By Mr Carey Burke, Flinders University Palaeontology Lab
Palaeontologists from Flinders University have been excavating at a fossil site known as “Bone Gulch”. Despite the ominous name, it’s a picturesque location 20 minutes west of Wentworth, NSW. The site is noticeably different from typical desert sites due to its proximity to the banks of River Murray. The site has large shade trees, clear water and abundant wildlife.
The site’s fossils are small, fragmented bits of teeth and bone that are suspected to have been deposited along the Pliocene/Pleistocene boundary. The boundary between these two epochs is a poorly represented age for Australian fossils. This gives Bone Gulch the potential to fill a gap in our knowledge of Australia’s prehistory.
A variety of fossil remains have been recovered from the palaeo sand dunes that form a ridge above the existing flood plain.
The excavation’s goal is to recover the fossil remains of the animals that inhabited the region. From a palaeontological perspective, small fauna provide needed information about past habitats and climate due to the fact that they generally require very specific conditions to survive. For example, the remains of a swamp-loving Water Rat compared to those of a desert-dwelling Kultarr would provide evidence indicating vastly different palaeoenvironments.
The recovery process requires running tons of sediment through a 1 mm mesh. The sediment is collected and then processed in the lab where fossils are separated from the sediment and sorted. The choice of 1 mm screens allows even the tiny molars of rodent-sized creatures to be recovered.
There are two available methods of screening fossils: wet or dry. Dry screening produces large clouds of dust, is rough on fragile fossils and is hard work. Wet screening is gentler, cleaner and easier, but requires large volumes of water.
Fortunately, Bone Gulch has Murray River allowing large amounts of sediment to be wet screened, which in turn reduces the bulk that must be transported to the lab.
Unfortunately screening in the river itself is not optimal; the water becomes silty, creating a hazardous work environment from slippage, hidden snags and lifting wet sediments. Therefore there are several logistical issues that must be resolved before wet screening can be utilised. Foremost is the fact that water is heavy; moving large amounts of water takes a toll on researchers’ backs. Secondly, the fine sediment silts up the river, creating physical hazards as well as environmental concerns. The solution was to purchase a pump and bring water up to the riverbank, through the screens and into a settling pool, thus eliminating the need for heavy lifting and the water would be returned (percolating through the ground) without polluting the river.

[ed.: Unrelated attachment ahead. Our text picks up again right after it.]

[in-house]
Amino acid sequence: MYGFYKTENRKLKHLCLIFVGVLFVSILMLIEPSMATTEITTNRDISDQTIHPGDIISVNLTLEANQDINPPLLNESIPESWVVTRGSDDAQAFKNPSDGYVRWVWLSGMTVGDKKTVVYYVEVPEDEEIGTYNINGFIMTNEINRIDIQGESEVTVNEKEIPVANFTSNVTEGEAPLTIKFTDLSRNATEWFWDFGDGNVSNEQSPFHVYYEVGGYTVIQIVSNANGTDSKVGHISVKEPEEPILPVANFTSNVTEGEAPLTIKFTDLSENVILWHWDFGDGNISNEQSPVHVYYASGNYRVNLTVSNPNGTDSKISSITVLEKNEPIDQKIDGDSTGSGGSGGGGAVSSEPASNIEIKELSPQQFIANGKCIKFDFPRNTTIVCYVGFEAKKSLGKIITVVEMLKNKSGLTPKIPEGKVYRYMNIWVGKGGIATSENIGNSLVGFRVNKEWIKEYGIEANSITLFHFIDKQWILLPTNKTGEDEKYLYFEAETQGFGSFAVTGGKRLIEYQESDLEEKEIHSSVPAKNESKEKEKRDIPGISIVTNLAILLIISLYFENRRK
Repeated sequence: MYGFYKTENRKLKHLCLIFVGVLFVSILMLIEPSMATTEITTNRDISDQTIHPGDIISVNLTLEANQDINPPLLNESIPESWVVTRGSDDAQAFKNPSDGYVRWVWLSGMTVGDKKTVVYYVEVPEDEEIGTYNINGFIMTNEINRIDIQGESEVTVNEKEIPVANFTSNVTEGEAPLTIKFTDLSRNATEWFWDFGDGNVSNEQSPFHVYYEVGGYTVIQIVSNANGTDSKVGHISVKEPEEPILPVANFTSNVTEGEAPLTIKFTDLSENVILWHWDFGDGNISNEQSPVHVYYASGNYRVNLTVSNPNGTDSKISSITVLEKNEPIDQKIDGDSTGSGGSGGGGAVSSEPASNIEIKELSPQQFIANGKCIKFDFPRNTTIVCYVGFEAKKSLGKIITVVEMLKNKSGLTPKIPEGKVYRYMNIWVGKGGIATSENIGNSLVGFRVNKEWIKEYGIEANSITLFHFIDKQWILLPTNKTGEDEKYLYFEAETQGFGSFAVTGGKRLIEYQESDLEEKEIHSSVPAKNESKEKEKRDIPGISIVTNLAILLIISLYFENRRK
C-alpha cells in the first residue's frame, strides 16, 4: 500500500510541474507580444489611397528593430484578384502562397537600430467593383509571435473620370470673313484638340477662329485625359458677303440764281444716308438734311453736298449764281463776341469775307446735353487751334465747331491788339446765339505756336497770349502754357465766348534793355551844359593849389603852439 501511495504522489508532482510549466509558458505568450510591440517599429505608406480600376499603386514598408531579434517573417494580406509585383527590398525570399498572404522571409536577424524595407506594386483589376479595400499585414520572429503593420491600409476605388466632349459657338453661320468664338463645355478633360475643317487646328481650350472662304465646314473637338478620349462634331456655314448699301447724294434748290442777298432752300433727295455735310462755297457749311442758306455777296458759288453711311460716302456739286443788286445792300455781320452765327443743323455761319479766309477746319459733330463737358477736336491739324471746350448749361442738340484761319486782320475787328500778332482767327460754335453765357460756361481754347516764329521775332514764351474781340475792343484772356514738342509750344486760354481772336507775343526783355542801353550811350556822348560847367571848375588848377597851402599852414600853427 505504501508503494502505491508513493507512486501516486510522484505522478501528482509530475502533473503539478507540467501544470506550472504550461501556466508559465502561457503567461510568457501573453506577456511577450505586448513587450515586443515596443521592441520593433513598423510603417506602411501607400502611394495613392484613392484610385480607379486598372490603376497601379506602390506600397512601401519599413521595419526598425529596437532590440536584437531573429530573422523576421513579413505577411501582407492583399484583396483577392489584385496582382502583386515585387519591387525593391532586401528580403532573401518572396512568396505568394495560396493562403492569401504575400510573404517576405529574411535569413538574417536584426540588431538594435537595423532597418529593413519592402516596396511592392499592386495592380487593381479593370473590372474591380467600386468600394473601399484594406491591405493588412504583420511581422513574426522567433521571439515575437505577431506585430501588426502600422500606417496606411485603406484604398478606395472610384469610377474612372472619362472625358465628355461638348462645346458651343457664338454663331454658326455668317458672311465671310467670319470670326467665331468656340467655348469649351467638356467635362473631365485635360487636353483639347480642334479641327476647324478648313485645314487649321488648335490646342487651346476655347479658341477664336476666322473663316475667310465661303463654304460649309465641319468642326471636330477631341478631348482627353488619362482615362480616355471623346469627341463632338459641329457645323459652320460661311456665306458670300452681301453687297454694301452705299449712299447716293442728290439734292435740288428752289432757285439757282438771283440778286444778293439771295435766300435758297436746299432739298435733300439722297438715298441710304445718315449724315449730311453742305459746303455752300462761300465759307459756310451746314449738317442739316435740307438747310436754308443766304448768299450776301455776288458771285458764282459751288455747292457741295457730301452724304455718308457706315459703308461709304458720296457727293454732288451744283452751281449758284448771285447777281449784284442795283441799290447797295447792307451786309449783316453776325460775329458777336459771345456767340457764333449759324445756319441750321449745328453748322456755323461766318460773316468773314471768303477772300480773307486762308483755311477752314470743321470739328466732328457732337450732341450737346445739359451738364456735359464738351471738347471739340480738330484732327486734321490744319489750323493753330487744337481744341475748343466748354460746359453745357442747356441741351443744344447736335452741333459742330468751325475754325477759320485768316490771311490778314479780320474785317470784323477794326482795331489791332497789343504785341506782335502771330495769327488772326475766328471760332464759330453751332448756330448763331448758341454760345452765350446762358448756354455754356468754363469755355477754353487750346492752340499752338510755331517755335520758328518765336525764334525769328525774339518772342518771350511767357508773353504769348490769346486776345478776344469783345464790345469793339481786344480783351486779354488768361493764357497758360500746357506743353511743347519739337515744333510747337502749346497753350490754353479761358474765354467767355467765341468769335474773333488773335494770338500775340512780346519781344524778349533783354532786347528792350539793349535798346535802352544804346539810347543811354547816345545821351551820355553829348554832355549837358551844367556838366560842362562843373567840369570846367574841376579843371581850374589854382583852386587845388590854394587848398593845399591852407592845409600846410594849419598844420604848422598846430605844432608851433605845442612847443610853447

The idea of constructing a custom-built pump was suggested and several designs were rejected before it was realized that little to no idea of what size, shape or type of pump was needed.
This led to Global Pumps. The team was searching for advice on a robust, portable, simple-to-operate pump that would provide the required volume of water without crushing the fossils with high pressure.
Fortunately, Global Pumps was able to help and soon had an appropriate pump mounted on a wheeled base with a custom-made manifold. This enabled the simultaneous operation of six screening stations, a rate of productivity that had never been experienced before.
In February 2016, a large group of paleontology students descended onto the sandy dunes of Bone Gulch and excavated many tons of sediment from the site. The bulk of the sediment was reduced some 70-80% by using the pump and manifold supplied by Global Pumps, resulting in a major leap in productivity for research at the locality and a welcome relief for those who had previously done the work by hand.
Carey Burke, Fossil Preparator/Lab technician, Flinders University, South Australia
One of the larger fossils- a premolar from an extinct kangaroo.
Now just shift all of that sand down to the riverside….
Demonstrating the old method
The new Pump lurking in its natural habitat.
Fill the tub, screen the sediment, empty the tub- then rinse and repeat.
Global Pumps (formerly All Pumps Supplies), a major provider for industrial and mining pumps, is an Australian based company founded in 1977 to fulfil the need for a versatile and service oriented specialist supplier, sourcing pumps and pumping systems from around the globe. Global Pumps deliver complete solutions for customers located throughout Australia, including a technical service division that performs onsite installations and servicing.